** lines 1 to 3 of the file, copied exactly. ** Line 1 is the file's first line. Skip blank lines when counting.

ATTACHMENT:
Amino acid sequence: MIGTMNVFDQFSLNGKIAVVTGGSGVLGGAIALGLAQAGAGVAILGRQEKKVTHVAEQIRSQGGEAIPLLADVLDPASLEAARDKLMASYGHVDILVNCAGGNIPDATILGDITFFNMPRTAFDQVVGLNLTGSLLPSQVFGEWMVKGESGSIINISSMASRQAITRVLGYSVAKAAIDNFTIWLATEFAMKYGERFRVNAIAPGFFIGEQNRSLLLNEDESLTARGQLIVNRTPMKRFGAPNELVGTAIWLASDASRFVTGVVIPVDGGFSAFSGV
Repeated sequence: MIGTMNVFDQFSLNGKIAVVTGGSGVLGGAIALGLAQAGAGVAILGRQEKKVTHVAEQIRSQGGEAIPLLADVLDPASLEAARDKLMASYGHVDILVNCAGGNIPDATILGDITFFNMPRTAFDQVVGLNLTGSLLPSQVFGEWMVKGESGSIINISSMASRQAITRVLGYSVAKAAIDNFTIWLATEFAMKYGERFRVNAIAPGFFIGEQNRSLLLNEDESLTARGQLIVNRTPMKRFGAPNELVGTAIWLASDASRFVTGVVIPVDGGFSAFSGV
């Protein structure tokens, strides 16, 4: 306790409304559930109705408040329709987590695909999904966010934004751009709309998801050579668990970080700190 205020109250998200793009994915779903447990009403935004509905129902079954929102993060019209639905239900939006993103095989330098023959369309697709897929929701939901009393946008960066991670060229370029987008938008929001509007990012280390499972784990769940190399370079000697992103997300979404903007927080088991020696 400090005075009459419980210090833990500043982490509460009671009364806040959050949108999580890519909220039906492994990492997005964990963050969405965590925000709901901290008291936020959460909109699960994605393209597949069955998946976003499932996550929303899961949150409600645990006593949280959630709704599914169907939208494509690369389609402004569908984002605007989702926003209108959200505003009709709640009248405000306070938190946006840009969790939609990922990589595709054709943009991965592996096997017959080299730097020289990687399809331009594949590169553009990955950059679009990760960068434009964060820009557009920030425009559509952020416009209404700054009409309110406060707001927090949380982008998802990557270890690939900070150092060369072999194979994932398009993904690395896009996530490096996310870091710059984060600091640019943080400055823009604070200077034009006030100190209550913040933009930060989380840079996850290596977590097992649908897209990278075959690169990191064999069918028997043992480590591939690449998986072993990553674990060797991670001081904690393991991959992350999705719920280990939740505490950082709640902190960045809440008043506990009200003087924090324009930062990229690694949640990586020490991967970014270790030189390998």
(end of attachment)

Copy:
Amino acid sequence: MIGTMNVFDQFSLNGKIAVVTGGSGVLGGAIALGLAQAGAGVAILGRQEKKVTHVAEQIRSQGGEAIPLLADVLDPASLEAARDKLMASYGHVDILVNCAGGNIPDATILGDITFFNMPRTAFDQVVGLNLTGSLLPSQVFGEWMVKGESGSIINISSMASRQAITRVLGYSVAKAAIDNFTIWLATEFAMKYGERFRVNAIAPGFFIGEQNRSLLLNEDESLTARGQLIVNRTPMKRFGAPNELVGTAIWLASDASRFVTGVVIPVDGGFSAFSGV
Repeated sequence: MIGTMNVFDQFSLNGKIAVVTGGSGVLGGAIALGLAQAGAGVAILGRQEKKVTHVAEQIRSQGGEAIPLLADVLDPASLEAARDKLMASYGHVDILVNCAGGNIPDATILGDITFFNMPRTAFDQVVGLNLTGSLLPSQVFGEWMVKGESGSIINISSMASRQAITRVLGYSVAKAAIDNFTIWLATEFAMKYGERFRVNAIAPGFFIGEQNRSLLLNEDESLTARGQLIVNRTPMKRFGAPNELVGTAIWLASDASRFVTGVVIPVDGGFSAFSGV
């Protein structure tokens, strides 16, 4: 306790409304559930109705408040329709987590695909999904966010934004751009709309998801050579668990970080700190 205020109250998200793009994915779903447990009403935004509905129902079954929102993060019209639905239900939006993103095989330098023959369309697709897929929701939901009393946008960066991670060229370029987008938008929001509007990012280390499972784990769940190399370079000697992103997300979404903007927080088991020696 400090005075009459419980210090833990500043982490509460009671009364806040959050949108999580890519909220039906492994990492997005964990963050969405965590925000709901901290008291936020959460909109699960994605393209597949069955998946976003499932996550929303899961949150409600645990006593949280959630709704599914169907939208494509690369389609402004569908984002605007989702926003209108959200505003009709709640009248405000306070938190946006840009969790939609990922990589595709054709943009991965592996096997017959080299730097020289990687399809331009594949590169553009990955950059679009990760960068434009964060820009557009920030425009559509952020416009209404700054009409309110406060707001927090949380982008998802990557270890690939900070150092060369072999194979994932398009993904690395896009996530490096996310870091710059984060600091640019943080400055823009604070200077034009006030100190209550913040933009930060989380840079996850290596977590097992649908897209990278075959690169990191064999069918028997043992480590591939690449998986072993990553674990060797991670001081904690393991991959992350999705719920280990939740505490950082709640902190960045809440008043506990009200003087924090324009930062990229690694949640990586020490991967970014270790030189390998």